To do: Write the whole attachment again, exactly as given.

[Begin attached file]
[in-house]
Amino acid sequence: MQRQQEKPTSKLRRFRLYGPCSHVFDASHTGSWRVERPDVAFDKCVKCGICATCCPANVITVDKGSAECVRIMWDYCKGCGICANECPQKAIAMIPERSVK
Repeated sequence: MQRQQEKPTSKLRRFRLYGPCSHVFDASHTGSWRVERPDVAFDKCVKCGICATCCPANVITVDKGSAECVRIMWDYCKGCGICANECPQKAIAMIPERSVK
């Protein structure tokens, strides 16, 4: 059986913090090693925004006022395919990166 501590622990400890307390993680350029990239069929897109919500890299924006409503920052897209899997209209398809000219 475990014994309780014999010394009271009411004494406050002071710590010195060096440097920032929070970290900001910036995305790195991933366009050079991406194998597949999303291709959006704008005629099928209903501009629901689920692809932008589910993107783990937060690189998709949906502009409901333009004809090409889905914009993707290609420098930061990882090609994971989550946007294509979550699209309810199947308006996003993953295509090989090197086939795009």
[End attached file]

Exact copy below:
[in-house]
Amino acid sequence: MQRQQEKPTSKLRRFRLYGPCSHVFDASHTGSWRVERPDVAFDKCVKCGICATCCPANVITVDKGSAECVRIMWDYCKGCGICANECPQKAIAMIPERSVK
Repeated sequence: MQRQQEKPTSKLRRFRLYGPCSHVFDASHTGSWRVERPDVAFDKCVKCGICATCCPANVITVDKGSAECVRIMWDYCKGCGICANECPQKAIAMIPERSVK
């Protein structure tokens, strides 16, 4: 059986913090090693925004006022395919990166 501590622990400890307390993680350029990239069929897109919500890299924006409503920052897209899997209209398809000219 475990014994309780014999010394009271009411004494406050002071710590010195060096440097920032929070970290900001910036995305790195991933366009050079991406194998597949999303291709959006704008005629099928209903501009629901689920692809932008589910993107783990937060690189998709949906502009409901333009004809090409889905914009993707290609420098930061990882090609994971989550946007294509979550699209309810199947308006996003993953295509090989090197086939795009």